Spring is here and planting time has arrived. This spring I would encourage you to incorporate into your landscape a haven for butterflies. On warm sunny days the visitors provide color and motion that double the pleasure of gardening. You will get sheer enjoyment from watching and observing these beautiful creatures. Butterfly gardening is a fun, educational way to enjoy nature’s most abundant form of wildlife – insects.
Butterflies love basking in the sun. They need to soak up the warmth to become active. Also, most all nectar plants will grow best in full sun. Adult butterflies feed on flower nectar, using it as an energy source for flight and egg production. Have a sunny location to create a butterfly garden.
Grow plants for a nectar source for the butterflies. These plants not only will attract the adult butterfly through color, it also will provide them with plenty of food or nectar. Large splashes of color will grab their attention better than scattered small clumps of colorful flowers. If garden space is an issue, plant in containers.
Butterflies are most abundant from spring through fall. Additionally several species of butterflies – monarchs, cloudless sulfurs and snout butterflies – migrate during late summer and early fall. Plants that flower throughout the season with multiple flowers that produce abundant nectar are ideal.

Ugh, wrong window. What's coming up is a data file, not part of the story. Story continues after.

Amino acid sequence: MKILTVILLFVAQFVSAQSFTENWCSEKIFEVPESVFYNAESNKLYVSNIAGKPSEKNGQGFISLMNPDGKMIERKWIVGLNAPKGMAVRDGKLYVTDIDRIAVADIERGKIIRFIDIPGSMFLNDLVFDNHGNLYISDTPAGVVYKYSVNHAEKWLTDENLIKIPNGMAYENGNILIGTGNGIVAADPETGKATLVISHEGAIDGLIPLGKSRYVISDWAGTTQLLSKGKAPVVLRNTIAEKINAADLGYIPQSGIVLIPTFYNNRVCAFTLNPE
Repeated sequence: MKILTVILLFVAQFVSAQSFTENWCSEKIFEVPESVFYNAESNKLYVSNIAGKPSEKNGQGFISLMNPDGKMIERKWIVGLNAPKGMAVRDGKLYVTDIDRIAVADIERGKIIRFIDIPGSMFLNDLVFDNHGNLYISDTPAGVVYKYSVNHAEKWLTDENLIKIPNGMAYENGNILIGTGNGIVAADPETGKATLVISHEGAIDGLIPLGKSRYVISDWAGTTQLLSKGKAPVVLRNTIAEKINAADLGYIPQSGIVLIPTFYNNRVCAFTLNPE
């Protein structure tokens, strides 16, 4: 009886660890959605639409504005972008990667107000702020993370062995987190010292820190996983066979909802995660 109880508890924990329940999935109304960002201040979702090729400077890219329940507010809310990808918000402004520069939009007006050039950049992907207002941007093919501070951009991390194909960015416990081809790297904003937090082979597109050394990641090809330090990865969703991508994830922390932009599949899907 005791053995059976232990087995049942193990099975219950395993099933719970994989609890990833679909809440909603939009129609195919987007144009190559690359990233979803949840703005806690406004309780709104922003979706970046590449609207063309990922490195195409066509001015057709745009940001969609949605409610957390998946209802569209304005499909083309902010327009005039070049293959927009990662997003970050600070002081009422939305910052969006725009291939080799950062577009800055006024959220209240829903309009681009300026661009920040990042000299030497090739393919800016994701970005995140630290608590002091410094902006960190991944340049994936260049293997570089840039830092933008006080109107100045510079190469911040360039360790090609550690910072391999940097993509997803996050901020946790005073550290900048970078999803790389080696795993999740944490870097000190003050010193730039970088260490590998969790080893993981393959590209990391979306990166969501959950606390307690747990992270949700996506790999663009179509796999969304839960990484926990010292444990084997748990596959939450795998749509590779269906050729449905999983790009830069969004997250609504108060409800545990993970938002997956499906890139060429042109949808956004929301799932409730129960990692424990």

Examples of flowers that are excellent nectar sources are Mist Flower, Salvias, Lantana, Verbena, Butterfly Weed, Zinnias, Marigold, Purple Coneflower and Gayfeather. Local arboretum, botanical gardens and parks are excellent sources to observe butterflies and host plants.
When you attract butterflies, they will lay eggs for the next generation of butterflies. When eggs hatch, the larvae (caterpillar) must have food. Most caterpillars feed on leaves, although some develop on the reproductive parts of flowers or seeds. And the typical garden is not likely to have plants that host the larvae of most butterflies. The host plants for caterpillars are often unattractive, weedy and wild and generally unpopular in the landscape. But if you want to keep butterflies in your garden you will have to provide these plants.
The addition of bait stations can enhance a butterfly garden. Bait stations use fermented or sweet liquid made from bananas or other cut fruit, brown sugar, beer or yeast. Painted on tree trunks or placed in dishes, bait will help attract butterflies.
Water will be needed as well. Add to a shallow dish, sand filled approximately one inch from the top, pebbles for the butterflies to land on, and the water. Make sure that the water bowl is cleaned regularly.
Remember caterpillars are vulnerable to predators, parasites, diseases, pesticides and environmental stresses. Control predators such as the red imported fire ant in and around the garden. Do not use insecticides on butterfly plants.
Variety is the key. You want to provide diversity in plants to support both larvae and adults.